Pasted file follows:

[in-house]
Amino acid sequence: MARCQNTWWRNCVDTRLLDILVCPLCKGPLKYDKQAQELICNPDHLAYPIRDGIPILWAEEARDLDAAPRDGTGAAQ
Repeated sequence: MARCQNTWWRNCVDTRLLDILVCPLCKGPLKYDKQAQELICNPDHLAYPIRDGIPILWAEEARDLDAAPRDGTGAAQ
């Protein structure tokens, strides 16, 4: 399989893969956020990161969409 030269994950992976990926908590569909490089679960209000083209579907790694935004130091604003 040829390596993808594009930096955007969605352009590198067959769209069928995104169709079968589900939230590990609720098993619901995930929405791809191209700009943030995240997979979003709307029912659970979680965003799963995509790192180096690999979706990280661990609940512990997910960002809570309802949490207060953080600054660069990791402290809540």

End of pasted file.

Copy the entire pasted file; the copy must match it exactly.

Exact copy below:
[in-house]
Amino acid sequence: MARCQNTWWRNCVDTRLLDILVCPLCKGPLKYDKQAQELICNPDHLAYPIRDGIPILWAEEARDLDAAPRDGTGAAQ
Repeated sequence: MARCQNTWWRNCVDTRLLDILVCPLCKGPLKYDKQAQELICNPDHLAYPIRDGIPILWAEEARDLDAAPRDGTGAAQ
């Protein structure tokens, strides 16, 4: 399989893969956020990161969409 030269994950992976990926908590569909490089679960209000083209579907790694935004130091604003 040829390596993808594009930096955007969605352009590198067959769209069928995104169709079968589900939230590990609720098993619901995930929405791809191209700009943030995240997979979003709307029912659970979680965003799963995509790192180096690999979706990280661990609940512990997910960002809570309802949490207060953080600054660069990791402290809540």